Your grades don’t define you

Well, midterms are coming up and I can’t decide whether to jump with joy that midterm break is coming or cry about how much I have left to do.
As we start cramming in information and I look at all the upcoming due dates I have along with all of my extracurricular commitments, I have found it easy to get overwhelmed and drown in my work. I try to stay on top of everything, a key word is try, but it seems that some tasks just fall through the cracks.
Life is throwing things at me in every direction and I just keep reminding myself something that every college student should be reminding themselves too: your grades do not define you.
My friend recently messaged me describing how she has gotten two C’s on her past tests and how she has to really buckle down and focus. But why?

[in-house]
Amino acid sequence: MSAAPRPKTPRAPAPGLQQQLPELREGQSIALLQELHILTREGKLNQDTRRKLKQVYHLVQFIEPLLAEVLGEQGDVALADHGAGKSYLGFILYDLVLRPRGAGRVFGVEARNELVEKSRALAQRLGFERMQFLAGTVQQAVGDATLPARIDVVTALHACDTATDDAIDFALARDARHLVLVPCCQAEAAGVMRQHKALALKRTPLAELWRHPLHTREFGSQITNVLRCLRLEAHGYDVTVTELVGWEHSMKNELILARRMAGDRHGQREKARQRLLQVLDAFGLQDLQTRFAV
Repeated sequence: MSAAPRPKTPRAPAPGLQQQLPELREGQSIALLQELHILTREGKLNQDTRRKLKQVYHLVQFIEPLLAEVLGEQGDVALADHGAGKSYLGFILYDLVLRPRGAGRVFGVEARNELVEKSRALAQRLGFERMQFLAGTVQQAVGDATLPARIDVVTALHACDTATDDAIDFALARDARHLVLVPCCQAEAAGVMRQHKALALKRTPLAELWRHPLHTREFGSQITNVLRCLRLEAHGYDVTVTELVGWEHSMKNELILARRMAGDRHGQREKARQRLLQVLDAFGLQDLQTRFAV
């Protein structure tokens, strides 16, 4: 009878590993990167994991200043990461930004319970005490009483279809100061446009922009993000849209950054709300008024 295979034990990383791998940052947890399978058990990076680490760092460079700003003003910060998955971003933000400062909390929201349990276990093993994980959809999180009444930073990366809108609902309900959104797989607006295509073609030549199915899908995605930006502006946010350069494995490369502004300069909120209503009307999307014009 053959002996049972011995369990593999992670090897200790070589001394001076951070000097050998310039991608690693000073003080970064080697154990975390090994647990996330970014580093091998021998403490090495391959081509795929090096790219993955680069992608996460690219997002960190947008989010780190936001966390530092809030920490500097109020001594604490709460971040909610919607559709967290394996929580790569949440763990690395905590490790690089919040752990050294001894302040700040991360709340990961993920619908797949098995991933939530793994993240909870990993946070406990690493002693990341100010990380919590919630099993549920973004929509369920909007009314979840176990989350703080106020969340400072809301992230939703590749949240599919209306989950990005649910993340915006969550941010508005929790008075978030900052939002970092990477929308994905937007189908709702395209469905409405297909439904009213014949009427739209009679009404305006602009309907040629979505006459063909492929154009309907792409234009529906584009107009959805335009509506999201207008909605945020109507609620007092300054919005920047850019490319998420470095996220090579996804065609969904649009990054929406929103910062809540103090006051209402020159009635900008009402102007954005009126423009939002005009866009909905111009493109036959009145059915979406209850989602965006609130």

It is great to go above and beyond and graduate with honors. In fact, I encourage it. But is an A worth the cost of your mental health?
In high school, I decided that I was never going to be “mediocre.” What I didn’t know was that mind set cost me a lot of time worrying and having anxiety attacks about a biology test (that doesn’t even matter now). If I could go back in time, I’d tell myself to find what I actually liked to do and to prioritize it.
My priorities are much different now and I know that some of the extracurriculars are going to further me in my career and build actual skills. Shifting my focus saved my mental health and I’m actually having fun doing what I do. Even if I got a B on that history test I took Tuesday.
Sometimes busywork is necessary, and obviously we need a lot of classes to graduate, but remember that in 15 years when you’re in the real world, the C that you got in that class completely unrelated to your major probably won’t matter.
C’s get degrees people. Work hard, but your sanity is worth it.

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